The Exposition: "A long time ago in a galaxy far, far away... It is a period of civil war.
Rebel spaceships, striking from a hidden base, have won their first victory against the evil Galactic Empire.
During the battle, Rebel spies managed to steal secret plans to the Empire's ultimate weapon, the Death Star, an armoured space station with enough power to destroy an entire planet.
Pursued by the Empire's sinister agents, Princess Leia races home aboard her starship, custodian of the stolen plans that can save her people and restore freedom to the galaxy..."
The Short Version: A battle between good and evil rages across the galaxy.
Why It's Genius? Not only does the opening crawl (also known as a roll-up) give this series its Saturday morning matinee feel, it also allows later instalments to skip over some seriously boring back story. “The taxation of trade routes to outlying star systems is in dispute” is it? Thank the force we didn't have to sit through that part of the script!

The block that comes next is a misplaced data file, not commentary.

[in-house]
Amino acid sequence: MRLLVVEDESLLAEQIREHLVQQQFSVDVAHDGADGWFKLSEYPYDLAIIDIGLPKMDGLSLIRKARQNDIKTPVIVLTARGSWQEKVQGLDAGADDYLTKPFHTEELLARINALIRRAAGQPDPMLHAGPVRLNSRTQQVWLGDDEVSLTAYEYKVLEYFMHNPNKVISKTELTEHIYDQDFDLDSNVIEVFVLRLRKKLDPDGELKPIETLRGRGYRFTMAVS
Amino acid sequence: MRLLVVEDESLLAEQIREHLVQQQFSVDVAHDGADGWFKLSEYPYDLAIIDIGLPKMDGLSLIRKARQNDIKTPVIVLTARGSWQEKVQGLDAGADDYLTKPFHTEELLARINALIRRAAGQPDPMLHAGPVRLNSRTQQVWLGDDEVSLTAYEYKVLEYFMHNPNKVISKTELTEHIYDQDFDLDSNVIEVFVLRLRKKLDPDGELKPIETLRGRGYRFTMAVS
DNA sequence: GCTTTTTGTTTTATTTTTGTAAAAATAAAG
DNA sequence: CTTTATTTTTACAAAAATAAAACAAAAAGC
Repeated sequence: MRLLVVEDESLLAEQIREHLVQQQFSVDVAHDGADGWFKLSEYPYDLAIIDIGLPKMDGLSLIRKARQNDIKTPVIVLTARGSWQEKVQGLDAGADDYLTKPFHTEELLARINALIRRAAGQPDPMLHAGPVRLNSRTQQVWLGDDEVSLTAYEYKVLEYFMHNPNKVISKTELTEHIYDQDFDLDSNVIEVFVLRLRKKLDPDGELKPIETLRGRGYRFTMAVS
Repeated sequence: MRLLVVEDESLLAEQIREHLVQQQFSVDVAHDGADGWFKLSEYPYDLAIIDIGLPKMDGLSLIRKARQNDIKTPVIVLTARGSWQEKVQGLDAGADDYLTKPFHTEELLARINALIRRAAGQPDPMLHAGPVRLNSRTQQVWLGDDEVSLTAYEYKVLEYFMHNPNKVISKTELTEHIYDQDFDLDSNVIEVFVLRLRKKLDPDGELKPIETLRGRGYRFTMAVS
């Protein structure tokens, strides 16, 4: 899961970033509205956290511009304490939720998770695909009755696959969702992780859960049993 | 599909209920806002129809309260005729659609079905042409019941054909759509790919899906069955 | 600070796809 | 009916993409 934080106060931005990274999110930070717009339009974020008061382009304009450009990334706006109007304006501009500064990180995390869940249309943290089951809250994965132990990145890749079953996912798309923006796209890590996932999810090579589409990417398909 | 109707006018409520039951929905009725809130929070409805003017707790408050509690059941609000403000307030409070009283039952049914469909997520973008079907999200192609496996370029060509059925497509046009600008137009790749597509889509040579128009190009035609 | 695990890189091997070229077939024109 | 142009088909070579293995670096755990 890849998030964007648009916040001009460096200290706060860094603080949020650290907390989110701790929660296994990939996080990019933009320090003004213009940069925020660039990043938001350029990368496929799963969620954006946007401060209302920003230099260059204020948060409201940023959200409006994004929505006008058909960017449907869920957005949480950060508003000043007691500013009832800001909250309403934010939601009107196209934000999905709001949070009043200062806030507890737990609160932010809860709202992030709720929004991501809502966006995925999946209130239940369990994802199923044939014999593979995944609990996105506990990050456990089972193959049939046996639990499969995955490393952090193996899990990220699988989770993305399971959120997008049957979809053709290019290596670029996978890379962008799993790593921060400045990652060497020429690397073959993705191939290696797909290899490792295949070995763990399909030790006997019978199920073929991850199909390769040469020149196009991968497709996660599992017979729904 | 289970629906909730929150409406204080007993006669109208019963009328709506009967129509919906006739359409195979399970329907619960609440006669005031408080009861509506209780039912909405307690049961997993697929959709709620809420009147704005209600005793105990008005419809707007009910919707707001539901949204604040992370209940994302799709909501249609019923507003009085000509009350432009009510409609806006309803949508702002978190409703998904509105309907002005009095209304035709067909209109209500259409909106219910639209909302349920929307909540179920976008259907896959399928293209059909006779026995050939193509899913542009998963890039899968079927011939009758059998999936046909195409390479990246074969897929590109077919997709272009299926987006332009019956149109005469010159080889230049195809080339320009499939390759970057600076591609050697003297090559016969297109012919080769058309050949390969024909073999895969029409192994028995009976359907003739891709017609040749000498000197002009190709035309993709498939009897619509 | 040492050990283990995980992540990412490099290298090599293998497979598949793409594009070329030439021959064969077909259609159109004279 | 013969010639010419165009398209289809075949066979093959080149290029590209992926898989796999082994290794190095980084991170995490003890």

The Exposition: Ruth Buggs: “You've been deceived by an agent of Satan himself. He's evil!”
Paul: “I'm sitting right here, come on.”
Graeme Willy: “No he's not evil, he's just a bit rude. We're trying to help him get home. He's from another world.”
Ruth Buggs: “But there's only one world, our world, the world that our God the father created.”
Paul: “If it makes you feel any better my existence only disproves traditional notions of the Abrahamic Judaic Christian God as well as all one world theologies. That's all I meant.”
Ruth Buggs: “Amazing Grace how sweet the sound.”
Paul: "There's no reasoning with these people! Oh fuck this.”
The Short Version: Paul really is an alien and Darwin was right.
Why it's genius? Rather than try and talk through Ruth Buggs' religious beliefs any further, Paul puts his hands on her head and transfers his experiences into her.
Cue pictures of other worlds and shagging aliens.
Not only does this cut the need for more exposition, it also makes Kristen Wiig's character question everything she believes in and go into full-on potty mouth mode. Good job!